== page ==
Synchronicity
Aug
13
1983
Hartford, USHartford Civic Center
With R.E.M.
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The Police & REM in Connecticut...

Do not go gentle into that good night... isn't that how it goes? The Police have refused to allow their own basic mediocrity to rob them of success, y'see, and in the face of such Hitler-style triumph of the will what can a band like REM do? No flash, no lights, no ice, dry, wet or otherwise, just a bunch of guys and a bit of integrity.

Chiming guitars clash amid a slightly surrealistic lyrical bent on 'Talk About The Passion' and the minor hit 'Radio Free Europe', the singer's voice exuding an educated nostalgia, an informed ache that could only come from the deep, deep South. You could see why the crowd wasn't very interested in them; they don't look like a headline stadium group.

But to make them into one of those beasts, you'd have to destroy all that's unique and useful about REM. The group did what they could - it was the crowd that failed...

The Police are an entirely different kettle of pish. With nothing going for them in the beginning, it was essential that they get cracking with the tool kit. And the hit machine they came on with - souped-up reggae mixed with flanged-out rock - provides cool empty, lovable singles... which leaves the problem of what to do the rest of the rime. So they make awful albums, but at least they don't seem to cost too much to make. In concert, this means that for every 'Roxanne' or 'Message In A Bottle', there's five gaping big chunks of nothingness. So...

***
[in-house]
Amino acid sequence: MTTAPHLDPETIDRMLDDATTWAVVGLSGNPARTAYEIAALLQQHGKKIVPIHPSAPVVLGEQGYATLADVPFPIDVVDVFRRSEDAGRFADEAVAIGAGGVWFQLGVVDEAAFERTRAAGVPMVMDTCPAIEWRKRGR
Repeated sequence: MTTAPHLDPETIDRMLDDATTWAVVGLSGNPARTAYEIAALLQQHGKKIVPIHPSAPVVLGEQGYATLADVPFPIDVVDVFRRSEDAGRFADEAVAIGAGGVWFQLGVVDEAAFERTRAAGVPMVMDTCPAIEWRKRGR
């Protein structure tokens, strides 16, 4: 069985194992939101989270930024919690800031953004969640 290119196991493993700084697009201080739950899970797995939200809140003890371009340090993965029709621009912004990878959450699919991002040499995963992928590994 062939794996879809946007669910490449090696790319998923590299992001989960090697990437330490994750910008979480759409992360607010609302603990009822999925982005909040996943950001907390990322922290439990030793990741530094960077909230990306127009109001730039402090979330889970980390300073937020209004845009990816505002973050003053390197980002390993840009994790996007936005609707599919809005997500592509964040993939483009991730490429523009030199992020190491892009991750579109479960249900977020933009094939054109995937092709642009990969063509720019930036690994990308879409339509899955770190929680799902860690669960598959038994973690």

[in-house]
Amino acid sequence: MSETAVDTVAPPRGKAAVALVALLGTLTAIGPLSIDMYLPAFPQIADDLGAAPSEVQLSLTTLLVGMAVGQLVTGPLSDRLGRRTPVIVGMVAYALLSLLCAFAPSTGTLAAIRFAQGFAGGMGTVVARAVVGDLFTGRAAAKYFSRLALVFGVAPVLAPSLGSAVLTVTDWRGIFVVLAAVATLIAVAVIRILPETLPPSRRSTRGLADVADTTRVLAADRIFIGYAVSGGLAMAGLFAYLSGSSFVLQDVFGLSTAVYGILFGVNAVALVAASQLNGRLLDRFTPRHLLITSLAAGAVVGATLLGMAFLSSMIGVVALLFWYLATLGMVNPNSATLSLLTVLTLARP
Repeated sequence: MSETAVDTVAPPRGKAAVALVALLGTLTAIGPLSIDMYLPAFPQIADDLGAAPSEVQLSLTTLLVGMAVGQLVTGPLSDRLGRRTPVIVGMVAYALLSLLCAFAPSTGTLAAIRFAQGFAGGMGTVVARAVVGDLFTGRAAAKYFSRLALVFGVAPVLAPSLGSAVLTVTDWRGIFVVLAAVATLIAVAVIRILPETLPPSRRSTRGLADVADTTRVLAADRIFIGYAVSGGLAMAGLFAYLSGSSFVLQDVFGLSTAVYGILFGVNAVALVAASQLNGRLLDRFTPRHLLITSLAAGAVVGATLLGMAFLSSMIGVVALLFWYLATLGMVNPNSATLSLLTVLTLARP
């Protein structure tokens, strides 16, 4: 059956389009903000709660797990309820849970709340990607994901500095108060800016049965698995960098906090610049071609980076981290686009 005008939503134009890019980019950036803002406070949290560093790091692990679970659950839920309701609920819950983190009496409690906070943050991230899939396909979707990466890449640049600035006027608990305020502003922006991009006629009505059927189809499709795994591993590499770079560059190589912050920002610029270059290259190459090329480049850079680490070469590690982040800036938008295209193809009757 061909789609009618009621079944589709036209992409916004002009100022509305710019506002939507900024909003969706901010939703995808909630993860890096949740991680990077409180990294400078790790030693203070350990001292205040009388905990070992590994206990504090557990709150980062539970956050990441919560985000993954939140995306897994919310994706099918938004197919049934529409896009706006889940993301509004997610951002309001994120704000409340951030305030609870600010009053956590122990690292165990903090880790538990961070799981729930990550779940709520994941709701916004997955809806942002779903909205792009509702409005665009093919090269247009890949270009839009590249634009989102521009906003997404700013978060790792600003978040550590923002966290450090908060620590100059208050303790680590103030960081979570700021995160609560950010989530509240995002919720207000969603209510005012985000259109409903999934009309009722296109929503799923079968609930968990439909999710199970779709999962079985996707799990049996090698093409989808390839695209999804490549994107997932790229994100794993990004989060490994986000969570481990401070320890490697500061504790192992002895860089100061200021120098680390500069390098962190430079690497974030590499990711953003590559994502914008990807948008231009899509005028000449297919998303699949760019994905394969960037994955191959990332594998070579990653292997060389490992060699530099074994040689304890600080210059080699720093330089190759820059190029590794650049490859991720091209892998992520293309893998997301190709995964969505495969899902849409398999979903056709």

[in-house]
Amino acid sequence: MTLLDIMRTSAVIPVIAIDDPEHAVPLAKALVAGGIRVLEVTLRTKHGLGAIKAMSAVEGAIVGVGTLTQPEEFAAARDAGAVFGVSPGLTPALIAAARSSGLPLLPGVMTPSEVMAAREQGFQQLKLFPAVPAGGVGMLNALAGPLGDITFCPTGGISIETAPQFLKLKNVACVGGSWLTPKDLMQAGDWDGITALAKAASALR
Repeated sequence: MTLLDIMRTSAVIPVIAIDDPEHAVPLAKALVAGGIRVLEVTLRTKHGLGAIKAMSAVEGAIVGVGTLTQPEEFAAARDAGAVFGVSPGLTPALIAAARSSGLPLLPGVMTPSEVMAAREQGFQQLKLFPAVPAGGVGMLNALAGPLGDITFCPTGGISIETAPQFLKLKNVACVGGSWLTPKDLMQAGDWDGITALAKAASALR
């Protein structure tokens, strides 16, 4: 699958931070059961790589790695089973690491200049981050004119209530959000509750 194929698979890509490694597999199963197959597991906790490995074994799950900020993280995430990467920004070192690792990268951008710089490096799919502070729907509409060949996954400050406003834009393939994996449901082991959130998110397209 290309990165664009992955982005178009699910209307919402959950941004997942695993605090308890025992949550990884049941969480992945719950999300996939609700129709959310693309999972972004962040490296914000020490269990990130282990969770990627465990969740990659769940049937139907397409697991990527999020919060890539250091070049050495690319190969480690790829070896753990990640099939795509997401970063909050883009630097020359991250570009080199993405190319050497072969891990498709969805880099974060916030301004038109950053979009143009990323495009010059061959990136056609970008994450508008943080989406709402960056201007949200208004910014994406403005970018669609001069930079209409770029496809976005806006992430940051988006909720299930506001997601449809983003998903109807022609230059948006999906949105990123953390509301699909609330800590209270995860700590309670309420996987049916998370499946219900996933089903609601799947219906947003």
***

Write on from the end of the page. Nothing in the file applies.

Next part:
Other stimuli must be provided! Opening with a howling 'Synchronicity', we see before us the rock equivalent of Reagan's Star Wars Programme: Three girls in long, black yashmak-chic outfits wave their arms, bump, grind and shriek, a roadie directs a cheap-looking fan onto a froth of dry ice smoke, and apparently computerised lights pirouette, swivel and blink all by themselves. Sting smiles, shakes and sings, all by himself.

Which does sort of bring me to own-up time, fans. The Police themselves are often heard to ask out loud why other bands don't use the same simple formula they adopt to get hits, but I think they're being sarcastic in this (deliberate) dumbness.

The others don't have the one ingredient necessary... no, it's not Andy's guitar foolery, and it's not Stewart's underrated drum thumping. It isn't the trendy black string-vest Sting wears over his chest on the cover of the new Rolling Stone, and it isn't even the celebrated chest itself. It's that voice. Hinting at regret and resignation in every quiver, it's the perfect product for well into the Eighties. Encore, encore, encore, said the t-shirt buyers at Hartford, Connecticut, USA, and it wasn't just the lights they wanted.

Lightweight? Sure, but da do do do is all they want to hear...

(c) Sounds by Sandy Robertson

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